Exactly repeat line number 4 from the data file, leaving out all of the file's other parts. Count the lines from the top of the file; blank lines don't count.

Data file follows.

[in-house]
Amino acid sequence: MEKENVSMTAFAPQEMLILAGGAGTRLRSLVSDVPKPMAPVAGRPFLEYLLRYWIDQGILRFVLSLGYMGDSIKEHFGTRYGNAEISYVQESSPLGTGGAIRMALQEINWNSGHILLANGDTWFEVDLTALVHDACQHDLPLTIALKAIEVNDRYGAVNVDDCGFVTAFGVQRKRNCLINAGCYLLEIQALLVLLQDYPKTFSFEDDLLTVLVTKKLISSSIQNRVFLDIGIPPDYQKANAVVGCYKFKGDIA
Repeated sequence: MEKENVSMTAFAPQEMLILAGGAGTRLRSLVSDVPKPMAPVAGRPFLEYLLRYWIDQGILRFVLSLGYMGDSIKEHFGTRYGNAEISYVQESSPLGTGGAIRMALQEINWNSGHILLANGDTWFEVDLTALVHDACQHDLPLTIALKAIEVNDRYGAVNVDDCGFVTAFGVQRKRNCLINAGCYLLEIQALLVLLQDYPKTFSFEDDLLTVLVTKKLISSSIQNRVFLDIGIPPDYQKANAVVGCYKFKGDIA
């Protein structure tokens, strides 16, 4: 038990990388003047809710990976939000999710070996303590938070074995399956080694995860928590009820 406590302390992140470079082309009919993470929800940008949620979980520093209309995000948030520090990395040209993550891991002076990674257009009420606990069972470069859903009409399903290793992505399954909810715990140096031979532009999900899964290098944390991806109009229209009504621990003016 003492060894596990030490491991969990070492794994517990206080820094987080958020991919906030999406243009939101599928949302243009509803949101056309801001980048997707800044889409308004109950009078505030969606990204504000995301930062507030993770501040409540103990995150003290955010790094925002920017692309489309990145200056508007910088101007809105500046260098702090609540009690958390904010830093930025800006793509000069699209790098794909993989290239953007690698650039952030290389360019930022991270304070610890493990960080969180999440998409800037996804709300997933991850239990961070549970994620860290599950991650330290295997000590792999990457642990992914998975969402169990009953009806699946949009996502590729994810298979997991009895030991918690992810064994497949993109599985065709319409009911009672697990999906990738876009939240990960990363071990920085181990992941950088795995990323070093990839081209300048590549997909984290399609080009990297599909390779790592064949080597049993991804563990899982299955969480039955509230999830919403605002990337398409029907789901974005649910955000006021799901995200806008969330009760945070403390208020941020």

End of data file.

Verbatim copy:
């Protein structure tokens, strides 16, 4: 038990990388003047809710990976939000999710070996303590938070074995399956080694995860928590009820 406590302390992140470079082309009919993470929800940008949620979980520093209309995000948030520090990395040209993550891991002076990674257009009420606990069972470069859903009409399903290793992505399954909810715990140096031979532009999900899964290098944390991806109009229209009504621990003016 003492060894596990030490491991969990070492794994517990206080820094987080958020991919906030999406243009939101599928949302243009509803949101056309801001980048997707800044889409308004109950009078505030969606990204504000995301930062507030993770501040409540103990995150003290955010790094925002920017692309489309990145200056508007910088101007809105500046260098702090609540009690958390904010830093930025800006793509000069699209790098794909993989290239953007690698650039952030290389360019930022991270304070610890493990960080969180999440998409800037996804709300997933991850239990961070549970994620860290599950991650330290295997000590792999990457642990992914998975969402169990009953009806699946949009996502590729994810298979997991009895030991918690992810064994497949993109599985065709319409009911009672697990999906990738876009939240990960990363071990920085181990992941950088795995990323070093990839081209300048590549997909984290399609080009990297599909390779790592064949080597049993991804563990899982299955969480039955509230999830919403605002990337398409029907789901974005649910955000006021799901995200806008969330009760945070403390208020941020």